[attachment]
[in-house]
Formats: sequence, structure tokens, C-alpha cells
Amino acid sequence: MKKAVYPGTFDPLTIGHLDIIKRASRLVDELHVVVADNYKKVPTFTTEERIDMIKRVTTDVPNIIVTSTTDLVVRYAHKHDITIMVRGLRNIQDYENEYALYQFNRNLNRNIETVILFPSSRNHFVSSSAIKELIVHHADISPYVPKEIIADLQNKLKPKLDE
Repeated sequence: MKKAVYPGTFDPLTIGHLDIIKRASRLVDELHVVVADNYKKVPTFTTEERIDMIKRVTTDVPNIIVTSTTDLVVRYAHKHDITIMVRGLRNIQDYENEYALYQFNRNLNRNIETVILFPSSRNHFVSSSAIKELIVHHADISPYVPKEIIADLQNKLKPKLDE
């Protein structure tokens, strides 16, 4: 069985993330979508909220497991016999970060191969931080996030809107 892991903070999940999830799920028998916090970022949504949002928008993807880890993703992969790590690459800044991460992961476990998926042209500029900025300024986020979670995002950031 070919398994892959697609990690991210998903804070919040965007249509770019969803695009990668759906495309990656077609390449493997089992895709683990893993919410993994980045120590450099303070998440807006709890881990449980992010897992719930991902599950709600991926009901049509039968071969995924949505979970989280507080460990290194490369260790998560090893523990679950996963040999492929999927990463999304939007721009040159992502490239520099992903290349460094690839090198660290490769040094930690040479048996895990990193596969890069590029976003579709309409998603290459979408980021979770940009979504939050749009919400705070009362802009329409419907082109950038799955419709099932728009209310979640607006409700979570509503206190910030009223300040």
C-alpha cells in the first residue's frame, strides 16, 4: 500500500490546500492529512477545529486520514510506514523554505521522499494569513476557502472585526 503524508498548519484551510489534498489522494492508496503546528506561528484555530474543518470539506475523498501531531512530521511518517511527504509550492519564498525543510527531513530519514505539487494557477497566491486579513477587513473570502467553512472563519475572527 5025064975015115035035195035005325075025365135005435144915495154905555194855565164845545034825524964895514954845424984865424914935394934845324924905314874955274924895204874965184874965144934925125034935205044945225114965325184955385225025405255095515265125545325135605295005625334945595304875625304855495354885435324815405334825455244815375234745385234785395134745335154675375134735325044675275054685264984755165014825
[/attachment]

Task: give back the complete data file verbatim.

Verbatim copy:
[in-house]
Formats: sequence, structure tokens, C-alpha cells
Amino acid sequence: MKKAVYPGTFDPLTIGHLDIIKRASRLVDELHVVVADNYKKVPTFTTEERIDMIKRVTTDVPNIIVTSTTDLVVRYAHKHDITIMVRGLRNIQDYENEYALYQFNRNLNRNIETVILFPSSRNHFVSSSAIKELIVHHADISPYVPKEIIADLQNKLKPKLDE
Repeated sequence: MKKAVYPGTFDPLTIGHLDIIKRASRLVDELHVVVADNYKKVPTFTTEERIDMIKRVTTDVPNIIVTSTTDLVVRYAHKHDITIMVRGLRNIQDYENEYALYQFNRNLNRNIETVILFPSSRNHFVSSSAIKELIVHHADISPYVPKEIIADLQNKLKPKLDE
């Protein structure tokens, strides 16, 4: 069985993330979508909220497991016999970060191969931080996030809107 892991903070999940999830799920028998916090970022949504949002928008993807880890993703992969790590690459800044991460992961476990998926042209500029900025300024986020979670995002950031 070919398994892959697609990690991210998903804070919040965007249509770019969803695009990668759906495309990656077609390449493997089992895709683990893993919410993994980045120590450099303070998440807006709890881990449980992010897992719930991902599950709600991926009901049509039968071969995924949505979970989280507080460990290194490369260790998560090893523990679950996963040999492929999927990463999304939007721009040159992502490239520099992903290349460094690839090198660290490769040094930690040479048996895990990193596969890069590029976003579709309409998603290459979408980021979770940009979504939050749009919400705070009362802009329409419907082109950038799955419709099932728009209310979640607006409700979570509503206190910030009223300040």
C-alpha cells in the first residue's frame, strides 16, 4: 500500500490546500492529512477545529486520514510506514523554505521522499494569513476557502472585526 503524508498548519484551510489534498489522494492508496503546528506561528484555530474543518470539506475523498501531531512530521511518517511527504509550492519564498525543510527531513530519514505539487494557477497566491486579513477587513473570502467553512472563519475572527 5025064975015115035035195035005325075025365135005435144915495154905555194855565164845545034825524964895514954845424984865424914935394934845324924905314874955274924895204874965184874965144934925125034935205044945225114965325184955385225025405255095515265125545325135605295005625334945595304875625304855495354885435324815405334825455244815375234745385234785395134745335154675375134735325044675275054685264984755165014825